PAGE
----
Environmentally Preferable Purchasing Snohomish County’s Lessons Learned Lisa Dulude Office of Energy & Sustainability Snohomish County Executive’s Office
Tips for Getting Started • Support from the top • Executive level support • Presentations and communication with Council early on about why the EPP is important • Make the case • Multiple lenses: economy, environment, equity
Tips for Getting Started It ain’t easy being green! • Policy Development • No need to ‘reinvent the wheel’ • What are the ‘triggers’ and ‘caps’ for your policy? • Does it apply to all purchases? • Only purchases over a certain amount? • Our EPP applies to all goods, services, and construction
Tips for Getting Started • Policy Development • Balancing price, performance, and the environment • Will you be collecting and tracking ‘green purchasing’ data? • How will the policy be enforced and to what extent? • Emphasis on Life Cycle Cost Assessments (LCCAs) LCCA means “the evaluation of the total cost of an item to the County over its estimated useful life, including costs of selection, acquisition, operation, maintenance, and where applicable, disposal, as far as these costs can reasonably be determined, minus the salvage value at the end of its estimated useful life.”
Provide Flexibility Excerpt from Section 8a of EPP: Non-toxic and Least Harmful Chemicals • Toxic chemicals that should not be purchased in any product or service include, but are not limited to: • Volatile organic compounds (VOCs); • Persistent bio-accumulative toxins (PBTs); • Formaldehyde (often found in paint, carpeting, adhesives, furniture, and casework); • Endocrine disrupters such as: • Flame retardants (e.g. polybromidediphenyl ethers (PBDEs) • Pesticides • Polychlorinated biphenyls (PCBs) • Surfactants (contain nonylphenols) • Epoxy (contain Bisphenol A) • Plastics (many contain phthalates and Bisphenol A) • Toxics such as lead, asbestos, and mercury; and • The County will reduce or eliminate the purchase and use of products that contribute to the formation of dioxins and furans.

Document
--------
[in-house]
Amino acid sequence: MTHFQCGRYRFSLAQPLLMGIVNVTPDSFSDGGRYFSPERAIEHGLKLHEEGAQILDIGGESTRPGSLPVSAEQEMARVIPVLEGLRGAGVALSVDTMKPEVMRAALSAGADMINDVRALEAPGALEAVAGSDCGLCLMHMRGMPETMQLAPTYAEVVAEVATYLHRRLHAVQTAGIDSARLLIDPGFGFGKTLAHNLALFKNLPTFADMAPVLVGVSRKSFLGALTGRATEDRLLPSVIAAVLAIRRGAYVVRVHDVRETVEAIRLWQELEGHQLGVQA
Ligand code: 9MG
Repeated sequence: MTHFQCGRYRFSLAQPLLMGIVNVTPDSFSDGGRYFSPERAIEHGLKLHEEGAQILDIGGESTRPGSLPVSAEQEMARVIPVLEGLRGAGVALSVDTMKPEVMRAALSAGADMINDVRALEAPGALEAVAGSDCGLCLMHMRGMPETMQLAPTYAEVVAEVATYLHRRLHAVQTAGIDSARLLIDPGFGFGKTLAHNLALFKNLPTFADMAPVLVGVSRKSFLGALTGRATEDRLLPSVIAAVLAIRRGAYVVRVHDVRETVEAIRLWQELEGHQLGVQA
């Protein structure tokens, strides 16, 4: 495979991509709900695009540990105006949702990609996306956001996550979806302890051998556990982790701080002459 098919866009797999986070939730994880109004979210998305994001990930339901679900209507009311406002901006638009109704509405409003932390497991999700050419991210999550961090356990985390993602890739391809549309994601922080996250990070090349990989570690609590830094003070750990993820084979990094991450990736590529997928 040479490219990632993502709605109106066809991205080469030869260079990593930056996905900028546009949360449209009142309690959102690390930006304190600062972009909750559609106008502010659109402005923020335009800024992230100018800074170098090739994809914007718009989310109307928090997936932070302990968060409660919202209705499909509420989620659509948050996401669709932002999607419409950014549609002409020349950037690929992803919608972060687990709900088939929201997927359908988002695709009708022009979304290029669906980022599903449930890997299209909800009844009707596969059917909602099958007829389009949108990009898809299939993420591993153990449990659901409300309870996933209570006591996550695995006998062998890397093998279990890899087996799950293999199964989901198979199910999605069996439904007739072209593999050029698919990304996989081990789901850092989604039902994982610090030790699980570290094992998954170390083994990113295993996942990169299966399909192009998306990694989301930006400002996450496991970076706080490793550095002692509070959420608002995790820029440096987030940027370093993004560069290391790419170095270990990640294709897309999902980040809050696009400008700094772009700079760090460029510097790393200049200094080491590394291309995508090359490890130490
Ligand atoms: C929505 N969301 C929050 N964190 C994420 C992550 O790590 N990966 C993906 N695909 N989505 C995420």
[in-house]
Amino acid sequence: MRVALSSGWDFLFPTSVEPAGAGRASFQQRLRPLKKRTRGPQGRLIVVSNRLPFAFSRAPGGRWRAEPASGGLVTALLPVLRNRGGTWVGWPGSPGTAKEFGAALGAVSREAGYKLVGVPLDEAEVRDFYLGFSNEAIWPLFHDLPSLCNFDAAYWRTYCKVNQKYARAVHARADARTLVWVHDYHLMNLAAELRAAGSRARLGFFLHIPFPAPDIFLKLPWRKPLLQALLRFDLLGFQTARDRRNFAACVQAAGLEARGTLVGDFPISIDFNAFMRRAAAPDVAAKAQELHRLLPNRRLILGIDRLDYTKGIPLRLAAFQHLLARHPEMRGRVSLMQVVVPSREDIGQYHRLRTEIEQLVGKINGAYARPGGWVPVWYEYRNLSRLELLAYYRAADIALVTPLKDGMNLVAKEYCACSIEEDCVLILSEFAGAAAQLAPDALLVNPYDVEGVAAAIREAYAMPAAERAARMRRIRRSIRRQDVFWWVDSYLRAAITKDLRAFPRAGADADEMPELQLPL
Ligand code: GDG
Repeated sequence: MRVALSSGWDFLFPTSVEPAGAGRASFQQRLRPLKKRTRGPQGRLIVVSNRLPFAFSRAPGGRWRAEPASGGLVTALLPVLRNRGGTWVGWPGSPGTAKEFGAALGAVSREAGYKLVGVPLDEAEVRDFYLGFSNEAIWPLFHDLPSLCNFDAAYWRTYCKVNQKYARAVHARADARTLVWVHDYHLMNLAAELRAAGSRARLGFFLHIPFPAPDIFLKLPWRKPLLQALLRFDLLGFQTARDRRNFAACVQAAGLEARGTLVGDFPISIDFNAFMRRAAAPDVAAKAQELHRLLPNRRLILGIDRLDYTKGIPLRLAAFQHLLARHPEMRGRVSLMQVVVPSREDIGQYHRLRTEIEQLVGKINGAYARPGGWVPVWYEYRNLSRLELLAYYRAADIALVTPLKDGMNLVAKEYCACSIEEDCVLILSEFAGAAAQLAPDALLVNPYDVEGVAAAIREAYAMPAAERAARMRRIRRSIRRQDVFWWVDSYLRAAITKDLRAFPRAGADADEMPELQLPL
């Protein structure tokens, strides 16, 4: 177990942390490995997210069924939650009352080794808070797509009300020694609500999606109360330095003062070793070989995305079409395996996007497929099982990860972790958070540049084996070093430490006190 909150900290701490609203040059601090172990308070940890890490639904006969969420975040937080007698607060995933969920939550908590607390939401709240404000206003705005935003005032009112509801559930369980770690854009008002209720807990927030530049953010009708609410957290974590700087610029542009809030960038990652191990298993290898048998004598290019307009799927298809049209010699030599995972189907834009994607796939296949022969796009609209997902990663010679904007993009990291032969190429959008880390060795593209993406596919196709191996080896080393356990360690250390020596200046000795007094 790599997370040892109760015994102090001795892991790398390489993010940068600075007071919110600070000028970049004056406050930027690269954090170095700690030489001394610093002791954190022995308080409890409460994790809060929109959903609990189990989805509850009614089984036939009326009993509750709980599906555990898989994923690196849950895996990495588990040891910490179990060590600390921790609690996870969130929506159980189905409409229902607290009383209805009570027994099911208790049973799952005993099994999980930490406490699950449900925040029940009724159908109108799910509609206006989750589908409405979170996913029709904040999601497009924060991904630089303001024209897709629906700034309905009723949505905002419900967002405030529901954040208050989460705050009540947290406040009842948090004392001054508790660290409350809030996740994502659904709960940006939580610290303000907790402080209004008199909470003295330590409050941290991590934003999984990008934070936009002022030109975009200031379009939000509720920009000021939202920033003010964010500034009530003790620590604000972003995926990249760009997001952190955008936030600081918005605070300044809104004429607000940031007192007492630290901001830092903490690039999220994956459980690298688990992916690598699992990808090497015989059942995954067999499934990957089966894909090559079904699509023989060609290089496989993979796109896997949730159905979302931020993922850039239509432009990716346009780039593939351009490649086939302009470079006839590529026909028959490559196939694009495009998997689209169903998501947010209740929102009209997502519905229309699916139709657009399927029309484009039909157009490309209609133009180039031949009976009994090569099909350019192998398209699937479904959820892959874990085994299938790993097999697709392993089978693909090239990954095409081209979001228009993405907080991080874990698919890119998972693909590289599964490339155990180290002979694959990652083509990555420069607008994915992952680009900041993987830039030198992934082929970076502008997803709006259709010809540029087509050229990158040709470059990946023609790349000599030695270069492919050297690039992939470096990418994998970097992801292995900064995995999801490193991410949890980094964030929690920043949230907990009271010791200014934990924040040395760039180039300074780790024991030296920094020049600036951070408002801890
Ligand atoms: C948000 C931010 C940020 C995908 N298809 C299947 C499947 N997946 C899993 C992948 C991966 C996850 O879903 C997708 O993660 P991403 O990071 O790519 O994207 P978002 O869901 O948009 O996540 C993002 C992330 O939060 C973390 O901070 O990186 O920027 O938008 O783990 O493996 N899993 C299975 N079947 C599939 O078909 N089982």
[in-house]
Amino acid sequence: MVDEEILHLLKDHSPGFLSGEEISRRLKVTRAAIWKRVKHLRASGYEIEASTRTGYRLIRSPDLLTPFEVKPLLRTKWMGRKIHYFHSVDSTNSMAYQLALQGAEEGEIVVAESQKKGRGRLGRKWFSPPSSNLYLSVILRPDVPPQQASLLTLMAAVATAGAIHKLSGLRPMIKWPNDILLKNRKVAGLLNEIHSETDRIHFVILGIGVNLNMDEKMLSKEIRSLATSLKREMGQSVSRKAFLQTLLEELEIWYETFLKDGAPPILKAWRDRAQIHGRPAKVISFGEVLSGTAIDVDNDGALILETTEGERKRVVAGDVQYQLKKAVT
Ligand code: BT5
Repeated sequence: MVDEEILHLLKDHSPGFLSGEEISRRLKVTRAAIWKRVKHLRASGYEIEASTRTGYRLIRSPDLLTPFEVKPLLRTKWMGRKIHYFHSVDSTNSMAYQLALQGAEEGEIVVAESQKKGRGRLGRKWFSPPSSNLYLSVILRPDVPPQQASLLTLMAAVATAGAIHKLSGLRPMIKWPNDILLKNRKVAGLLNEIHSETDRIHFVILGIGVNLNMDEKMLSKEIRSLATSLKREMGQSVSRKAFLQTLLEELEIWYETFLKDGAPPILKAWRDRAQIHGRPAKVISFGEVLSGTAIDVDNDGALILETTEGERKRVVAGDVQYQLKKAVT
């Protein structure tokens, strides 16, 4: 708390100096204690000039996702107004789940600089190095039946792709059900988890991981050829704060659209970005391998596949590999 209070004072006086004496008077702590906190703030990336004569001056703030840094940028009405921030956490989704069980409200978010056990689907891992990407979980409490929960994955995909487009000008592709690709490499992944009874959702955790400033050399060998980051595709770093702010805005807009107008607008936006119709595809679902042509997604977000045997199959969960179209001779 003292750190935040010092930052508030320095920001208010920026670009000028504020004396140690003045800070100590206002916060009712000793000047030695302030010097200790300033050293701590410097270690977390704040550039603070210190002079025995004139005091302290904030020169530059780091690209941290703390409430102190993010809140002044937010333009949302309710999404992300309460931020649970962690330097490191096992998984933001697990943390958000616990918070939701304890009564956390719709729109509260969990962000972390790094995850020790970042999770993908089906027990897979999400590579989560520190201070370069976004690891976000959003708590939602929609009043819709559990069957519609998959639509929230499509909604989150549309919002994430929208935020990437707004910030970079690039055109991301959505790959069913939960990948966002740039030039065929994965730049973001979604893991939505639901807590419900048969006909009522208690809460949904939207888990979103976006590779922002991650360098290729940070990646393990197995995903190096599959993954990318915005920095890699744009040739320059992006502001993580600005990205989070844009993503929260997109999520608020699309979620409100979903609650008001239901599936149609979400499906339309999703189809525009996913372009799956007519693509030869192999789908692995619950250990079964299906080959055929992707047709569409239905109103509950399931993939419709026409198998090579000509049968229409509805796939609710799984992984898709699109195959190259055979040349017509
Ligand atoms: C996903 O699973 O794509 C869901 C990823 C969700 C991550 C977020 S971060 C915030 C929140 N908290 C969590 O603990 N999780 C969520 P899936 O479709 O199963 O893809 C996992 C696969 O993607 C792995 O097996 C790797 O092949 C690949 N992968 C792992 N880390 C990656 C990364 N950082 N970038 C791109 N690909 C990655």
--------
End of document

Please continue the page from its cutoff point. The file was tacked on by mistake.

Provide Flexibility 1. Balancing Needs Section 1 & Section 5: Nothing in the policy shall be construed as requiring the procurement of products or services that do not perform adequately for their intended use, exclude adequate competition, or are not available at a reasonable price or in a reasonable period of time. 2. Greatest Extent Feasible Section 1 & Section 8: All of the Guidelines set forth in Section 8 of this policy shall be met to the greatest extent feasible and practicable for the purchase of products and services.
Implementation • Phased approach • “Warm-up” period through the end of the year • New form next year to be submitted with purchase requests • Finding/developing language for bids, specs, contracts, etc.
Implementation Tools • County’s Green Product Resource Guide • EPP “All Hands” training (Intro to Green Purchasing) • Internal green purchasing site with additional resources listed
Next Steps… • 2014: New form(s) with specific EPP questions that must answered • Individual department meetings and trainings • Working with departments to select a 3-5 items (goods and/or services) to start • Office products & bids, specs, contract language • Continued work with departments and offices • Incorporating EPP into bids, specs, and contract language • Getting more familiar with resources and tools
Thank You! Lisa Dulude Snohomish County Energy and Sustainable Development Analyst firstname.lastname@example.org 425-388-3968